The opinion of the court was delivered by: David S. Doty, Judge United States District Court
This matter is before the court upon the motion to dismiss by defendants American Account & Advisors, Inc. and John Doe (collectively, AAA). Based on a review of the file, record and proceedings herein, and for the following reasons, the court grants the motion.
This Fair Debt Collection Practices Act (FDCPA) dispute arises out of the attempt by AAA to collect a debt owed by plaintiff Jennifer Caulfield. On January 23, 2012, Doe, an employee of AAA, contacted Caulfield by telephone to collect payment of the debt. First Am. Compl. ¶ 9. Caulfield explained that she could not pay at that time, whereupon Doe shouted that she "needed to set something up with him then and there" and to "[b]e responsible and pay your bill." Id. ¶¶ 13-14, 25. Caulfield asked Doe not to call her during business hours. Id. ¶ 18. Doe responded that "he could continue to call her because he was trying to collect a debt." Id.
¶ 19. In response, Caulfield terminated the phone call. Id. ¶ 30.
Caulfield filed an amended complaint on November 23, 2012, alleging violations of the FDCPA. AAA filed an amended answer on December 5, 2012. On January 21, 2013, AAA moved to dismiss. At oral argument, and upon questioning from the court, AAA conceded that the motion is more properly styled as a motion for judgment on the pleadings. As a result, the court converts the present motion to a motion for judgment on the pleadings pursuant to Federal Rule of Civil Procedure 12(c).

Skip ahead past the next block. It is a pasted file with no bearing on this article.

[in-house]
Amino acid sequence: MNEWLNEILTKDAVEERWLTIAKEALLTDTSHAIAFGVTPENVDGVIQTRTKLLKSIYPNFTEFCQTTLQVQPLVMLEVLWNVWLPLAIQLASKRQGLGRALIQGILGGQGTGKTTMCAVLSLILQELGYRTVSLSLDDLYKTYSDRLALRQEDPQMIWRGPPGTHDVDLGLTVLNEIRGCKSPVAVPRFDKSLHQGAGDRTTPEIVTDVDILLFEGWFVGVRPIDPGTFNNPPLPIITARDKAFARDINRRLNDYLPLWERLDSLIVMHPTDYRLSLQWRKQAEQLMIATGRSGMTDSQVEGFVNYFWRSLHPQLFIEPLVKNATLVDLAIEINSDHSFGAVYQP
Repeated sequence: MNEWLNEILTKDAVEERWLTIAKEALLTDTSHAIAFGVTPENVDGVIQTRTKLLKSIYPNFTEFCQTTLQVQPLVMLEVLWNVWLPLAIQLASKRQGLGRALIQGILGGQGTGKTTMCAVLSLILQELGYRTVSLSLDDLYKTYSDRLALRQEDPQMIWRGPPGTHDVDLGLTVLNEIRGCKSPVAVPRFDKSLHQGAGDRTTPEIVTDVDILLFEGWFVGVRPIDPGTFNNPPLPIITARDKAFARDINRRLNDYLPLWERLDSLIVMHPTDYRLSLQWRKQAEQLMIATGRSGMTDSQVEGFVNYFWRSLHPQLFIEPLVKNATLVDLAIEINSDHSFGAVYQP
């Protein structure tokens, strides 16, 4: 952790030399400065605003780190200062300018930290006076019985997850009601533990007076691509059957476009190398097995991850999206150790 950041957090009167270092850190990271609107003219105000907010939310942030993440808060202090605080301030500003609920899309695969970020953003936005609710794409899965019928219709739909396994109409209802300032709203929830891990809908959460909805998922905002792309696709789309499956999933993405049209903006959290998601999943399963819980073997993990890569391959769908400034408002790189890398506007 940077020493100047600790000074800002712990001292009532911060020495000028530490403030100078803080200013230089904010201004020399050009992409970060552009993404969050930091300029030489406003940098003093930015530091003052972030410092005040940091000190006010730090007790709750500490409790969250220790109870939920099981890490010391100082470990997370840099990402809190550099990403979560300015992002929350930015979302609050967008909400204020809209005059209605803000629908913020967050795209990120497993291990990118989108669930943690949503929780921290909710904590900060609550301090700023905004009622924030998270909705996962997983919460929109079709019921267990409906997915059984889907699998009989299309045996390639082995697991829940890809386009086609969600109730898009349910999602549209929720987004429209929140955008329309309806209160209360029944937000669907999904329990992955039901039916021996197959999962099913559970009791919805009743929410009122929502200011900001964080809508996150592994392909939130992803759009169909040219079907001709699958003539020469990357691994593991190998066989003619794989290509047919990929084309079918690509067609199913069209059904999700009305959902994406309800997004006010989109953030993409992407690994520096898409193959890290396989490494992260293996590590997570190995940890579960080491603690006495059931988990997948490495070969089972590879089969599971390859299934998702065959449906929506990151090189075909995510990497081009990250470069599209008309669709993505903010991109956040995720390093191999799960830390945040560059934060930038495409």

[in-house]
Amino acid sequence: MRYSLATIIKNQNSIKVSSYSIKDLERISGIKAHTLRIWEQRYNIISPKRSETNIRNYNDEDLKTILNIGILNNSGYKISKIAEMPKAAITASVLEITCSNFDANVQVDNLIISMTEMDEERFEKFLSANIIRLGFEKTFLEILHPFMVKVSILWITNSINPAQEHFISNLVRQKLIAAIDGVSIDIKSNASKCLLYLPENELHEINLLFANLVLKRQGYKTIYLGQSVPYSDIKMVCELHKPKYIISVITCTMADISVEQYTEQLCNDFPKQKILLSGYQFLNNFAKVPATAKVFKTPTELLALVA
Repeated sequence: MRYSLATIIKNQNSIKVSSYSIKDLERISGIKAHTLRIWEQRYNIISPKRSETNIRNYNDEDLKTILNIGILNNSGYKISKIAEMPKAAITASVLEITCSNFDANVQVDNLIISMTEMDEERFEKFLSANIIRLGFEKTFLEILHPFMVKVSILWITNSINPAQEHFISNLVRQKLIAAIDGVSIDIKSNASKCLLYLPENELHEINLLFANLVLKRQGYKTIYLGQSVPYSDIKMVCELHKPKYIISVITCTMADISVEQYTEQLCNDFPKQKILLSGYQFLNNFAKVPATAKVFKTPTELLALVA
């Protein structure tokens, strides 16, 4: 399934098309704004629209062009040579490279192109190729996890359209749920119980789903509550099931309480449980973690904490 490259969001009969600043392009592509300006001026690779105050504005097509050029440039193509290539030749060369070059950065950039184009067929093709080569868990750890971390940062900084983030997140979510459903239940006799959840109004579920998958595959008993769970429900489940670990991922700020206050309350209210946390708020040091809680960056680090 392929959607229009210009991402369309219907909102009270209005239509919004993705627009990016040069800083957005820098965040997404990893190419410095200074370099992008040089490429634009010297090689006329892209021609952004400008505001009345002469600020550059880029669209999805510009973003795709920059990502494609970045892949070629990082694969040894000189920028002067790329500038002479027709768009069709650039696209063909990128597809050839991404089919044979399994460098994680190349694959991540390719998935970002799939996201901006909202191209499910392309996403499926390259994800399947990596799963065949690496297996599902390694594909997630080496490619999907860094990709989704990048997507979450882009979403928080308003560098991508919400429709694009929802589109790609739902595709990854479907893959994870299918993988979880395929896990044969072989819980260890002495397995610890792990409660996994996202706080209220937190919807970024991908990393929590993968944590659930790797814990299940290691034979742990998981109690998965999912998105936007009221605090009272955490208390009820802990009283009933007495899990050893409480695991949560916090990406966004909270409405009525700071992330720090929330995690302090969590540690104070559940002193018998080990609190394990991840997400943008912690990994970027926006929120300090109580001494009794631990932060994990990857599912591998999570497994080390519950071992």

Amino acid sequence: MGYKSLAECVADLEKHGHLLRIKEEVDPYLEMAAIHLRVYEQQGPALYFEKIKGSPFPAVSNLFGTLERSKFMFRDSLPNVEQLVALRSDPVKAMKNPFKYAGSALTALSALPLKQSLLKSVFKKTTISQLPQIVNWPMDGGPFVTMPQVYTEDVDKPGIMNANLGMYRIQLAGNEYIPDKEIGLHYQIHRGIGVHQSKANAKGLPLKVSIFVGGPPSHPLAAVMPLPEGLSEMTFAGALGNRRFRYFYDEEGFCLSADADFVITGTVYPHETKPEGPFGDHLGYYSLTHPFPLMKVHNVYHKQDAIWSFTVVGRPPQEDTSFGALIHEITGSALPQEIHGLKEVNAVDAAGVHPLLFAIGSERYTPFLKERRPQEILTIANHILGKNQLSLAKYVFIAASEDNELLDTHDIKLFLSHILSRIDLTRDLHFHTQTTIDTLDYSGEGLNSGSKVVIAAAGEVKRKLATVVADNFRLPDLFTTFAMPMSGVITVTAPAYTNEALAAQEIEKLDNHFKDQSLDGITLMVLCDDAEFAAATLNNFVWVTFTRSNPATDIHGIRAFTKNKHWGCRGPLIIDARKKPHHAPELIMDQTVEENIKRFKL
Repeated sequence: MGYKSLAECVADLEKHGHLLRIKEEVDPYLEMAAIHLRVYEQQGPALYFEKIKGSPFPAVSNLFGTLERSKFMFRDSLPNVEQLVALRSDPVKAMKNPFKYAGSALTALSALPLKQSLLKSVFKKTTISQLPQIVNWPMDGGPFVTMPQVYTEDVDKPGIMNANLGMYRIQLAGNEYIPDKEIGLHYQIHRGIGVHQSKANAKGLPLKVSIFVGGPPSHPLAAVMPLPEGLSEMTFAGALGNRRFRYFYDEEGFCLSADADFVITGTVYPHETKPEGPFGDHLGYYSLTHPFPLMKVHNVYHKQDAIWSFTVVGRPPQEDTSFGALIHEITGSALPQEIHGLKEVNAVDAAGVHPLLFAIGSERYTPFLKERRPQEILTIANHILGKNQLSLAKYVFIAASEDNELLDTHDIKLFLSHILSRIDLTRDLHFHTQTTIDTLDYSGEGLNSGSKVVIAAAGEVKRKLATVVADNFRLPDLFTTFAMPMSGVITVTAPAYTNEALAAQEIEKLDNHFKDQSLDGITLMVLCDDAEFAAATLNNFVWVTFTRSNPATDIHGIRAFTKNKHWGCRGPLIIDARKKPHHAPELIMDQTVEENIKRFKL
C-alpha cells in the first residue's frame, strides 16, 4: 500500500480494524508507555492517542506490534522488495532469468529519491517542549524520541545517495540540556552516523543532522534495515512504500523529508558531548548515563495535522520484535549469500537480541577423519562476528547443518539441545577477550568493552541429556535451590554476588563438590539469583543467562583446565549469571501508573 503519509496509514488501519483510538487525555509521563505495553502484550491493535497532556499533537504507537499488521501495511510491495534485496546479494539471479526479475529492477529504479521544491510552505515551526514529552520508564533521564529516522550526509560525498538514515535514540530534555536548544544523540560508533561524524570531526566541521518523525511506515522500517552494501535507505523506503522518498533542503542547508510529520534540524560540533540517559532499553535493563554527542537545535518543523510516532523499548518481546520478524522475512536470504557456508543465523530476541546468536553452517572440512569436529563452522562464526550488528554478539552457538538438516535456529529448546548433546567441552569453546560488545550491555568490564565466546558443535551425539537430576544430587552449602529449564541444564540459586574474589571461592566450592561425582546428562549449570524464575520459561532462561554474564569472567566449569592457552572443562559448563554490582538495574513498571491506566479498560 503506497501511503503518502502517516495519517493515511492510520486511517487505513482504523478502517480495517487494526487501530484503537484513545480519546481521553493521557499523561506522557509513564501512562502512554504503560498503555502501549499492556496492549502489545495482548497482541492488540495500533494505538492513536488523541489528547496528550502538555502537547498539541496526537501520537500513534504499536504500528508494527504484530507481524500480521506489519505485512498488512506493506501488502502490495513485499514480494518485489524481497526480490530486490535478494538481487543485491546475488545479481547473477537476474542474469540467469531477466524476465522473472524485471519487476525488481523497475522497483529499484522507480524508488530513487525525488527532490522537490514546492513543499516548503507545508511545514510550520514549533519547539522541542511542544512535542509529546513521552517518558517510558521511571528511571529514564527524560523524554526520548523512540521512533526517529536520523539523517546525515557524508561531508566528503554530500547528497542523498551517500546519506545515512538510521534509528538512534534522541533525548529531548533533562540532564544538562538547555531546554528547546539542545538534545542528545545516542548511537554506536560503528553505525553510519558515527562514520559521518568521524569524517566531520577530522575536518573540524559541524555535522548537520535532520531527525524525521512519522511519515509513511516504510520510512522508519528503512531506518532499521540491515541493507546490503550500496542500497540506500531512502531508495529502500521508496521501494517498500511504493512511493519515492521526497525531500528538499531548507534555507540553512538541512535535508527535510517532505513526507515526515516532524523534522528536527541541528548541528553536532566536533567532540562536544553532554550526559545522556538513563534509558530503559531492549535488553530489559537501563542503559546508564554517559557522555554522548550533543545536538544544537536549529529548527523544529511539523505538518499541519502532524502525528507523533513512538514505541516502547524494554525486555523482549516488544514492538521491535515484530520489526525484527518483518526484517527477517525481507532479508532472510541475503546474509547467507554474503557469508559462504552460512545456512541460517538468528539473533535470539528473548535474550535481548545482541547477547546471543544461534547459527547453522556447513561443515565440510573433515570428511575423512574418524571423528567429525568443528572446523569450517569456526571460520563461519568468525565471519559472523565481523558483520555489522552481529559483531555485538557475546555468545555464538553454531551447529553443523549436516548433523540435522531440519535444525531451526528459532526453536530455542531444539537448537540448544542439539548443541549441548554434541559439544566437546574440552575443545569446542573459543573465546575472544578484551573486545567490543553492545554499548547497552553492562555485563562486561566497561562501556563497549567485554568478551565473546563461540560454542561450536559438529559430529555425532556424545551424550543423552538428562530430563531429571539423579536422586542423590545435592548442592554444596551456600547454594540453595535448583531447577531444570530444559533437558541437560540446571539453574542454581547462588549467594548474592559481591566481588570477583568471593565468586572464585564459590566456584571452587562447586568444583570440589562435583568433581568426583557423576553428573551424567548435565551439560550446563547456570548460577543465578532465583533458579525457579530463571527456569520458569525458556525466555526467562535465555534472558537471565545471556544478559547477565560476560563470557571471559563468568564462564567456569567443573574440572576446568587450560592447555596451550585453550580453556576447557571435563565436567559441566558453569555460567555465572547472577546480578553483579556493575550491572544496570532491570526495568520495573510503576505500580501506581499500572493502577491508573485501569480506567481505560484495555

The same standard of review applies to motions under Federal Rules of Civil Procedure 12(c) and 12(b)(6). Ashley Cnty., Ark. v. Pfizer, Inc., 552 F.3d 659, 665 (8th Cir. 2009). Thus, to survive a motion for judgment on the pleadings, "'a complaint must contain sufficient factual matter, accepted as true, to state a claim to relief that is plausible on its face.'" Braden v. Wal-Mart Stores, Inc., 588 F.3d 585, 594 (8th Cir. 2009) (quoting Ashcroft v. Iqbal, 129 S. Ct. 1937, 1949 (2009)). "A claim has facial plausibility when the plaintiff [has pleaded] factual content that allows the court to draw the reasonable inference that the defendant is liable for the misconduct alleged." Iqbal, 129 S. Ct. at 1949 (citing Bell Atl. Corp. v. Twombly, 550 U.S. 544, 556 (2007)). Although a complaint need not contain detailed factual allegations, it must raise a right to relief above the speculative level. See Twombly, 550 U.S. at 555. "[L]abels and conclusions or a formulaic recitation of the elements of a cause of action" are not sufficient to state a claim. Iqbal, 129 S. Ct. at 1949 (citation and internal quotation marks omitted).
"A violation of the FDCPA is reviewed utilizing the unsophisticated-consumer standard which ... protects the uninformed or naive consumer, yet also contains an objective element of reasonableness to protect debt collectors from liability for peculiar interpretations of collection [attempts]." Strand v. Diversified Collection Serv., Inc., 380 F.3d 316, 317-18 (8th Cir. 2004) (citations and internal quotation marks omitted). "The unsophisticated consumer test is a practical one, and statements that are merely susceptible of an ingenious misreading do not violate the FDCPA." Peters v. Gen. Serv. Bureau, Inc., 277 F.3d 1051, 1056 (8th Cir. 2002) (citations and internal quotation marks omitted). Caulfield alleges that AAA violated §§ 1692d, 1692e and 1692f of the FDCPA.
Section 1692d provides that a "debt collector may not engage in any conduct the natural consequence of which is to harass, oppress, or abuse any person in connection with the collection of a debt." The statute ...